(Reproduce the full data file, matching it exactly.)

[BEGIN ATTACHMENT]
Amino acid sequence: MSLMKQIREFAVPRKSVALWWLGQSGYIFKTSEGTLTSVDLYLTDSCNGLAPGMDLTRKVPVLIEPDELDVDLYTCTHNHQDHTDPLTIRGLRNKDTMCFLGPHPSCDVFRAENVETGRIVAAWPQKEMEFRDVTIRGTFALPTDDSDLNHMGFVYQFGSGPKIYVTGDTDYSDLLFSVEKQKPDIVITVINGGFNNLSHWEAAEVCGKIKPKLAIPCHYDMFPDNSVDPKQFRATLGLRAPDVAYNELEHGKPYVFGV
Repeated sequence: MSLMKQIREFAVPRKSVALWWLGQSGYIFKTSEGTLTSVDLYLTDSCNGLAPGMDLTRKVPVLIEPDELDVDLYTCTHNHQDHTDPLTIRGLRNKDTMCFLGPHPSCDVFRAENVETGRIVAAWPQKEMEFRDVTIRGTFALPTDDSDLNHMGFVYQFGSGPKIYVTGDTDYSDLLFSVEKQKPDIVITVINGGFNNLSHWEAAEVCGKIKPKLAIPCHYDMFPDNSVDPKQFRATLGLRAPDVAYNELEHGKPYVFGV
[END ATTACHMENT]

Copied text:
Amino acid sequence: MSLMKQIREFAVPRKSVALWWLGQSGYIFKTSEGTLTSVDLYLTDSCNGLAPGMDLTRKVPVLIEPDELDVDLYTCTHNHQDHTDPLTIRGLRNKDTMCFLGPHPSCDVFRAENVETGRIVAAWPQKEMEFRDVTIRGTFALPTDDSDLNHMGFVYQFGSGPKIYVTGDTDYSDLLFSVEKQKPDIVITVINGGFNNLSHWEAAEVCGKIKPKLAIPCHYDMFPDNSVDPKQFRATLGLRAPDVAYNELEHGKPYVFGV
Repeated sequence: MSLMKQIREFAVPRKSVALWWLGQSGYIFKTSEGTLTSVDLYLTDSCNGLAPGMDLTRKVPVLIEPDELDVDLYTCTHNHQDHTDPLTIRGLRNKDTMCFLGPHPSCDVFRAENVETGRIVAAWPQKEMEFRDVTIRGTFALPTDDSDLNHMGFVYQFGSGPKIYVTGDTDYSDLLFSVEKQKPDIVITVINGGFNNLSHWEAAEVCGKIKPKLAIPCHYDMFPDNSVDPKQFRATLGLRAPDVAYNELEHGKPYVFGV